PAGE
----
On Thursday, April 23rd, the U.S. Commodity Futures Trading Commission (CFTC) and UK regulators announced a settlement with Deutsche Bank regarding the long-standing rate-fixing scandal. The statements from the regulators say that Deutsche Bank engaged in acts of false reporting and attempted manipulation, and succeeded in manipulating the London Interbank Offered Rate (LIBOR) for the U.S. Dollar, Yen, Sterling and Swiss Franc. DB and other perpetrators also manipulated the Euro Interbank Offered Rate (Euribor), interest rate benchmarks.
Deutsche Bank agreed to pay a civil monetary penalty of $800 million as a part of the settlement with the CFTC, and another $1.7 billion to UK regulators for total of $2.5 billion. The bank also agreed to a cease and desist from its legal violations, and put policies in place to guarantee the integrity of its LIBOR and Euribor in the future.
Statement from CFTC Enforcement Director
The CFTC Director of Enforcement, Aitan Goelman, noted in a statement released Thursday: “Today’s action against Deutsche Bank reflects the CFTC’s unwavering commitment to protect the integrity of critical, global financial benchmarks from profit-driven traders willing to falsify market information to gain an edge over others. As reflected in the CFTC’s findings and the $800 million penalty imposed, Deutsche Bank’s culture allowed such egregious and pervasive misconduct to thrive. We will be relentless in continuing to investigate and bring benchmark manipulation cases until such time as those involved in setting these benchmarks get the message that manipulation will not be tolerated, and the public can be confident in the integrity of these benchmarks.”
More on Deutsche Bank settlement
The regulators highlight that from at least 2005 through early 2011, Deutsche Bank employees routinely considered other Deutsche Bank traders’ derivatives trading positions, as well as their own cash and derivatives trading positions, when determining the bank’s LIBOR and Euribor submissions. This self-serving conduct of Deutsche Bank’s submitters, traders, desk managers, and at least one senior manager, was pervasive, occurring across multiple trading desks and offices all across the globe.
The statements on the settlement also point out that the long-term misconduct produced significant revenues for Deutsche Bank, especially during the financial crisis of 2007 through 2009. Finally, Deutsche Bank permitted submitters and traders to prioritize profit motives over legitimate submission factors, encouraged a culture of trader self-interest and created conflicts of interest that allowed the misconduct to occur.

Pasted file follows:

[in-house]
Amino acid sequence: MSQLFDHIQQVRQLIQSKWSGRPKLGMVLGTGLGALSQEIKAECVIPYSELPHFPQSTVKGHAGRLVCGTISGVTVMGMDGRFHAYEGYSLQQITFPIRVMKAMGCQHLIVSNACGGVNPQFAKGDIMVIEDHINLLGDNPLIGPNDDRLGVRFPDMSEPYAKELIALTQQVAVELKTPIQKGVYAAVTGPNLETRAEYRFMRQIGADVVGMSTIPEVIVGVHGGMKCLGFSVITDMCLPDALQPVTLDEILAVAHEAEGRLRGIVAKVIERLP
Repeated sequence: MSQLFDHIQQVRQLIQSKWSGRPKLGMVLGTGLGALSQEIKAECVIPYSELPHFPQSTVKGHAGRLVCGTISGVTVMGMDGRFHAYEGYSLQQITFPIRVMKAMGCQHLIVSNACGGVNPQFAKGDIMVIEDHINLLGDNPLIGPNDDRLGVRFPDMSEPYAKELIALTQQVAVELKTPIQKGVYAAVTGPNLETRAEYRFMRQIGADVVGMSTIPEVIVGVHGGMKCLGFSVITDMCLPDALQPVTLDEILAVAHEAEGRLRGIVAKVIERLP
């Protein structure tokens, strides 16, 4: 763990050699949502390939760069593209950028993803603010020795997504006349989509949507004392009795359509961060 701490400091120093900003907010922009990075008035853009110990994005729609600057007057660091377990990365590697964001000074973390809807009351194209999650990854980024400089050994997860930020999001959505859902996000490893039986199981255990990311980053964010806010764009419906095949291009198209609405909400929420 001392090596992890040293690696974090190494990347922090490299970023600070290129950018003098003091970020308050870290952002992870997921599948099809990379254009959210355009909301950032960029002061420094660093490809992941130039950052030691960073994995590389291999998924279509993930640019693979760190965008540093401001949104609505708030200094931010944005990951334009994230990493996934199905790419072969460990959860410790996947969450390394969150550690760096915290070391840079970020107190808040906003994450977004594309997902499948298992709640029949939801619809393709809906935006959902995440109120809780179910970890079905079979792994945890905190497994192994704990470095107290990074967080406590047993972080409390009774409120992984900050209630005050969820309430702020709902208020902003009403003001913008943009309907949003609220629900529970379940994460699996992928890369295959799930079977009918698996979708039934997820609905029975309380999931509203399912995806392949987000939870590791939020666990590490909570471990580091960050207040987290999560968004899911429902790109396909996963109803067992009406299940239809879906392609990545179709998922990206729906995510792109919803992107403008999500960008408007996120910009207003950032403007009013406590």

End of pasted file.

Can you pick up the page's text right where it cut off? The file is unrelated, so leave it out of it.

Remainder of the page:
RBC notes that the majority of this fine will not be tax deductible and that the consensus was looking for EUR730 million of litigation costs in the first quarter, far lower than the $2.5 billion the mega-bank was forced to cough up.
Analysts from Morgan Stanley note the hit on earnings and state:
“This takes our EPS 10-15% below consensus in 2016 & 2017, despite being ahead for 2015 on stronger markets. Our work suggests Deutsche Bank has only grown book value 1% pa since 2007 vs 10% at Goldman Sachs. Whilst we hope the worst is behind us, we think DB may see just 5% TBVPS growth to 17e. We are also well below the street on DPS prior to asset sales.”
SocGen analysts believe this could just be the beginning and state (also see chart below).
LIBOR will be followed by FX and RMBS While a more optimistic view is that a line has been drawn under a major litigation concern, we take the more bearish view that this is just the first of three major litigation issues to be resolved in 2015 for DBK. Our concern is that the aggregate fines are quite likely to be much higher than the consensus for litigation costs, as we show on page 2. We think it is reasonable to assume a fine of €1.5bn for FX ‘rogue trading’ (in line with banks that are more deeply impacted by the issue). For RMBS/CDO misselling, we show how DBK could be fined a potential $4.7bn (€4.4bn) by the US DoJ.